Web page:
Hydrodynamic turbulence

These are some images of hydrodynamic turbulence (click on the images to see them at full resolution). Most are from numerical simulations using up to 20483 grid points and were published in 2005 and in 2008 (see also the references therein).  One of these images was used by Ian Stewart in his book “Visions of Infinity: The Great Mathematical Problems” to illustrate the complexity of a turbulent flow.

Rotating and stratified turbulence

Rotating and stratified turbulence develops slanted layers in the velocity and the temperature fields (and pancake-like structures in the absence of rotation). Below are some images of simulations of stratified turbulence, published in a paper in Physics of Fluids, and in another paper in 2014. We also published recently a paper in Science Magazine on inverse cascades in rotating and stratified flows.

Rotating turbulence

Flows in a rotating frame transfer energy preferentially towards two-dimensional modes, developing strong anisotropy and column-like structures. The images below were rendered using data from simulations with up to 15363 grid points, and compare the effect of rotation in helical and in non-helical flows. We also studied the recovery of isotropy at small scales in a simulation or rotating turbulence at very large Reynolds number, using 30723 grid points. Images from these simulations were used by Peter Davidson in his books “Turbulence in Rotating, Stratified and Electrically Conducting Fluids” and “Turbulence: An Introduction for Scientists and Engineers (2nd Edition)”.

Quantum turbulence is the chaotic and erratic spatio-temporal behavior observed in superfluids and Bose-Einstein condensates. We were able to extract the spatio-temporal spectrum of Kelvin waves from simulations of the Gross-Pitaevskii equation. With Marc Brachet and Patricio Clark di Leoni we also performed multiple simulations of quantum turbulence using 20483 and 40963 grid points to study the evolution of helicity in the flow, and its cascade towards small scales.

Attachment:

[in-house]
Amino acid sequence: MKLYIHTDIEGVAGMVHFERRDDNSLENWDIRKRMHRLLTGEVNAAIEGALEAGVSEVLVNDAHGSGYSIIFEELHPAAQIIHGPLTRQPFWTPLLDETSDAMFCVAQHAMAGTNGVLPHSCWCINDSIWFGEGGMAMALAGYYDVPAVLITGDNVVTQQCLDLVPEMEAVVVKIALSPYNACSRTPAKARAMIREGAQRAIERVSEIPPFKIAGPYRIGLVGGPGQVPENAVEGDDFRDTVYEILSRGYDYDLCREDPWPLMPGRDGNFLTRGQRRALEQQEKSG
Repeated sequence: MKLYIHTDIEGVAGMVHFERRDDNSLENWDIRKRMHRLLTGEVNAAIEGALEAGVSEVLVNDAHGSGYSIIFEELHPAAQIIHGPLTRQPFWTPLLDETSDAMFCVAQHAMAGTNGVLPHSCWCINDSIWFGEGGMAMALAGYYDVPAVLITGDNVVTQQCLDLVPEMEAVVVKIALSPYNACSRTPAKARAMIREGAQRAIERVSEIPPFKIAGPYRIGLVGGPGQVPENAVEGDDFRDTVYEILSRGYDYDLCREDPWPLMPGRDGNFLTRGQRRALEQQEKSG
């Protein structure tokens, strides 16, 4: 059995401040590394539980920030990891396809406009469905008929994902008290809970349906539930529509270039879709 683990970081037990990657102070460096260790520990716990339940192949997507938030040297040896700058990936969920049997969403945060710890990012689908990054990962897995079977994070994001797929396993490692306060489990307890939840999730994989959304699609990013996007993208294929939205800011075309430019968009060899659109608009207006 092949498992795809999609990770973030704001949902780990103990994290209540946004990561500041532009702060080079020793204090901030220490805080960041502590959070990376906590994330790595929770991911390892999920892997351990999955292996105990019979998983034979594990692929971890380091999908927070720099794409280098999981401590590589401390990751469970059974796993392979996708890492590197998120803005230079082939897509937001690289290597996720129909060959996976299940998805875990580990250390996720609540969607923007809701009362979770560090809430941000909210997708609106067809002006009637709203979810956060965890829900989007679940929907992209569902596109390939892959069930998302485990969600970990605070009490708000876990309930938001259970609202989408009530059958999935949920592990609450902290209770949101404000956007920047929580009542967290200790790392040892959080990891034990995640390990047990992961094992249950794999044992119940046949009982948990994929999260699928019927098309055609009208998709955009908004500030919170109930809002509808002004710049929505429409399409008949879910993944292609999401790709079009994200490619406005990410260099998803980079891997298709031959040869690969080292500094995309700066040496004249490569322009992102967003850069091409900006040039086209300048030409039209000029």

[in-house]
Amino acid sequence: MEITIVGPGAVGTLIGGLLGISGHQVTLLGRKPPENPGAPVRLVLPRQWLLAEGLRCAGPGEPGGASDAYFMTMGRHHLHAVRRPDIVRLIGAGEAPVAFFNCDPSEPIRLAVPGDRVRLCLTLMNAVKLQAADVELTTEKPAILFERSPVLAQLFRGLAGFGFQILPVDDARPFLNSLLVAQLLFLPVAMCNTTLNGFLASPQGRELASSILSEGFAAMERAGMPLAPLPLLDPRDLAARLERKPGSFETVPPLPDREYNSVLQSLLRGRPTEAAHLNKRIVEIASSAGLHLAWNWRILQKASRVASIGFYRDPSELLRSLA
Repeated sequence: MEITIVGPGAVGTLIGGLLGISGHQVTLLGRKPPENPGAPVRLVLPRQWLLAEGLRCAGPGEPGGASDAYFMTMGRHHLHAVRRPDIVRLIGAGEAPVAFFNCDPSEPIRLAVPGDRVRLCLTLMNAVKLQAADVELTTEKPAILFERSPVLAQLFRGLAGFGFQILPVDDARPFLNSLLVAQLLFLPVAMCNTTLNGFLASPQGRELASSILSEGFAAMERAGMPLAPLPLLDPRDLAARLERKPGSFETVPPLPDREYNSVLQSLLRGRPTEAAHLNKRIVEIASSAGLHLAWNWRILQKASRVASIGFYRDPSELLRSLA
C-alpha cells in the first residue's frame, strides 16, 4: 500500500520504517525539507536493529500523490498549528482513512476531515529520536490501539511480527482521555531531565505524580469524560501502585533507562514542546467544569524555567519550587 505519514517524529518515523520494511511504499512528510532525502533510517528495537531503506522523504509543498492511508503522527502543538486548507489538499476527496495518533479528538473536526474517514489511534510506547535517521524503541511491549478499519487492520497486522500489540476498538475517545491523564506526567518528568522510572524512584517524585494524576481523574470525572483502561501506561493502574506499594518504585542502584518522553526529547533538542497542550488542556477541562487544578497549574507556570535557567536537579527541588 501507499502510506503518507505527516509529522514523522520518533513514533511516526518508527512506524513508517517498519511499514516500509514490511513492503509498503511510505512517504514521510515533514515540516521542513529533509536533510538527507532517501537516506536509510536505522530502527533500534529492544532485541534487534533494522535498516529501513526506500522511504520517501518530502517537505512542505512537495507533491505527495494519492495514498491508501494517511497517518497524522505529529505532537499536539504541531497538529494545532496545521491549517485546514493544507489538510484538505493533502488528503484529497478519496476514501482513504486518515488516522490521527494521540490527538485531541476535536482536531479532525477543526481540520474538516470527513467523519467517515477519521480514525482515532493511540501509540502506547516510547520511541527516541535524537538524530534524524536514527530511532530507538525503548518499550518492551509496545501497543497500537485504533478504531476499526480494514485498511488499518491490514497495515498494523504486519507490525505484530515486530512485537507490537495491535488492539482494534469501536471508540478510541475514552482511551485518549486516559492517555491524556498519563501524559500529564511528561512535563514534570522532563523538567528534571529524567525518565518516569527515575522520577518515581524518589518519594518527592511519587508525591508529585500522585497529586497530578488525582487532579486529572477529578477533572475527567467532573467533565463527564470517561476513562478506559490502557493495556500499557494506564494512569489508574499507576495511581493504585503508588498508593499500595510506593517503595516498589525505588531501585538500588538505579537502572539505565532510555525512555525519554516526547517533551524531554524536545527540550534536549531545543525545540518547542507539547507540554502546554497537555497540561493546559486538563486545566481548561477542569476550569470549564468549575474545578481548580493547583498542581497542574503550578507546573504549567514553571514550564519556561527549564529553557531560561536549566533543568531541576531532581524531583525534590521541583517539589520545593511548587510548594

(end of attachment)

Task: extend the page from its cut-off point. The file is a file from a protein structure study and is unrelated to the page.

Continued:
The magnetohydrodynamic (MHD) approximation can be used to study conducting flows in planetary cores and large-scale plasmas in the interplanetary and interstellar medium. In these plasmas, study of small-scale processes require two-fluid approximations, or kinetic plasma descriptions. We performed multiple simulations of MHD flows, to study turbulence with resolutions of up to 15363 grid points, and to study the development of current sheets and magnetic field reconnection with resolutions of 40963 and 61443 grid points.


Spherical containers are interesting for many astrophysical and geophysical applications. Using a purely spectral code, we performed multiple simulations of hydrodynamic and MHD flows in rotating spherical vessels. Although purely spectral methods are computationally expensive, the high accuracy and conservation of the method allowed us to study the long-time dynamics and statistics of planetary-like dynamos, including a comparison of magnetic field reversals stemming from the numerical simulations with data of terrestrial magnetic field reversals.


Led by Pablo Cobelli, we built a laboratory to study geophysical turbulence and wave turbulence. The laboratory has a tank to study surface wave turbulence, a von Kármán experiment, and several fast cameras to do surface profilometry, PIV and PTV. The first paper using only data from our laboratory was published in 2015.